Our resident machinist Scott Petrie (my dad) has just finished one of the coolest production pieces yet for Moving Day.
Introducing the "People Mover"!

If you've been following this blog for any length of time, you have probably heard me reiterate again and again the importance for having complete control over your character's movements. This typically means always having your character bolted to the ground to prevent any unintended movements.

"Ok," you might say. "That makes sense." But the first thing everyone wonders when they sit and think about animation for any period of time is, "Well wait a minute, what about when someone jumps in the air? How do you bolt them to thin air??"

Hmm, good question! Back in ye olde days of stop motion animation, characters were suspended in mid-air with very tiny fishing line. This is still used today in some animations, but most of the time the character is held up by something that is later photoshopped out. Often times this is called a "flying rig." We have called ours the People Mover and somehow the name just stuck:

Look ma, no ground contact!

This partially-finished armature was constructed with 1/4"-20 nuts in his upper back, lower back, and bottom of his butt. I can attach him to the People Mover in any of these locations and have him held 100% securely in place! Later on, after the animation is filmed, we will go back and edit out the bar so it looks like he is suspended in mid-air.

The ingenious design of this rig is of the first to come out of our armature / rigging machine shop run by none other than my father Scott Petrie. There was another famous team of father-son stop motion animators that made a pretty big impression on quite a few people... ever heard of a little guy by the name of Ray Harryhausen? If you don't think you have... you have, you just don't know it yet. Google it up.

Ray's dad was an accomplished machinist and designed a lot (if not all) of his armatures which Ray later animated and inspired nearly every special effects guru of our day. In the same way, my dad is currently building - well, that's a different story :-)

For now, take a look at these pictures of our awesome People Mover:

You can turn the crank for very precise movements along this plane:

This one is nice and long. Others may be shorter if the space is limited.

Notice the ball and socket joints. The sockets are designed to be the exact radius of the ball, providing maximum coverage for the most resistance with the smoothest movement. In other words, they aren't going to wear out for a long time and they will hold their tension very well.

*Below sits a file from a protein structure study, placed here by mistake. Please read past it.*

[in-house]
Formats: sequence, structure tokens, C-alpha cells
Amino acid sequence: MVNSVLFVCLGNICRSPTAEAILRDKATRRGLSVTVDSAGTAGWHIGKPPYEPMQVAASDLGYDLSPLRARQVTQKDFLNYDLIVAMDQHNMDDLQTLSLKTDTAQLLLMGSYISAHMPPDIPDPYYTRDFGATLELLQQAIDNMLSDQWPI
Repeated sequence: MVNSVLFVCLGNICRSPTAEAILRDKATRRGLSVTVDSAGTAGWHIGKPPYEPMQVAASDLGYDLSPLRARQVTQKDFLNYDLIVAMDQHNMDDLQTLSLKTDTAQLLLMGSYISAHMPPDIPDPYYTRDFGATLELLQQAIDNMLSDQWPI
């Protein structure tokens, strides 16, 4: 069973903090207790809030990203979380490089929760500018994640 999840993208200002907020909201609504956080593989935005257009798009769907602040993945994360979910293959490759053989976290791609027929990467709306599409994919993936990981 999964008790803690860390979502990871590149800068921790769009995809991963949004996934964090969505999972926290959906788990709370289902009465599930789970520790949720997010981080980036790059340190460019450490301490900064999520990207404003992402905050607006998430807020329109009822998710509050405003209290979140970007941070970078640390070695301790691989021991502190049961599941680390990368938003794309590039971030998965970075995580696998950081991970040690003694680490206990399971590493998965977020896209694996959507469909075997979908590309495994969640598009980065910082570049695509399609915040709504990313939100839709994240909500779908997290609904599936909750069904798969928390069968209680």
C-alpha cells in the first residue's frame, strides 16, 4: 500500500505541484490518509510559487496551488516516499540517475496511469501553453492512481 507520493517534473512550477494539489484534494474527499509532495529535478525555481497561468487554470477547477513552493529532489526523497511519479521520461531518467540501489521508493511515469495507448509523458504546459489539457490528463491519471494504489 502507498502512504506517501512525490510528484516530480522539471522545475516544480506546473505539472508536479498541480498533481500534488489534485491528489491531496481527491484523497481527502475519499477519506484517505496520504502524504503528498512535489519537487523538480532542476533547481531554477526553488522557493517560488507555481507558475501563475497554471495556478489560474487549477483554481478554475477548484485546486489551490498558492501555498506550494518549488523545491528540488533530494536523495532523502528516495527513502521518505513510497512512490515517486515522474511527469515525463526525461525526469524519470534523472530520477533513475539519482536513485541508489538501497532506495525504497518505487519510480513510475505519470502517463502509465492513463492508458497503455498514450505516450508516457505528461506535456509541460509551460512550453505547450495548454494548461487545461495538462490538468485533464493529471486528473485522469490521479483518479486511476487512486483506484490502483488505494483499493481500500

There is a different type of joint for where the armature attaches to the arm, which makes it a breeze to attach this to a character.

Well, back to the shop to keep production rolling! It's a big set-design construction day over here. More to come soon.


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Thursday, June 25, 2009

Set design update

I was going to post a tutorial here, but due to technical difficulties (my camera ran out of juice) I would have to pull pictures from the Internet. I like my money and don't like getting sued so I decided against that.

Whew! Things have been very busy lately. Chairs are getting finished, props are being built, big plans are in the mix, etc. Unfortunately due to some technical difficulties pictures are not currently available. But fear not! Next week we should have an update on the set posted here. Read more!

Monday, June 22, 2009

Have a Seat, part three

The chair is finished!

You are going to have to forgive me for being a little sparse on details... First I was out of town for almost a week and then I was sick for even longer - so this post is a long time coming! I didn't take a lot of production pics because I just wanted to get it finished ASAP.

For those of you who enjoyed all the details, here is a quick rundown of what has happened since the last post.
  • Used epoxy putty on the feet to sculpt the shape and also affix a bolt to the bottom of the feet for attaching the chair securely to the set (see pic below)
  • Used "Goop" to glue the threading all over the chair. Yea, that's real threading from a fabric store.
  • Cut out balsa wood panels for the front of the arms. Stained them with walnut-covered wood stain.
  • Painted the feet with the same wood stain.
After that, the chair was finished!

And here is where the story gets a little sad, well for me anyway. This chair is supposed to look old and beat-up. Only problem is, it looks brand new. So, after having just made the chair perfect and beautiful, I went to town making it look "old" with the help of my sanding dremel and wood stain.
What do you think?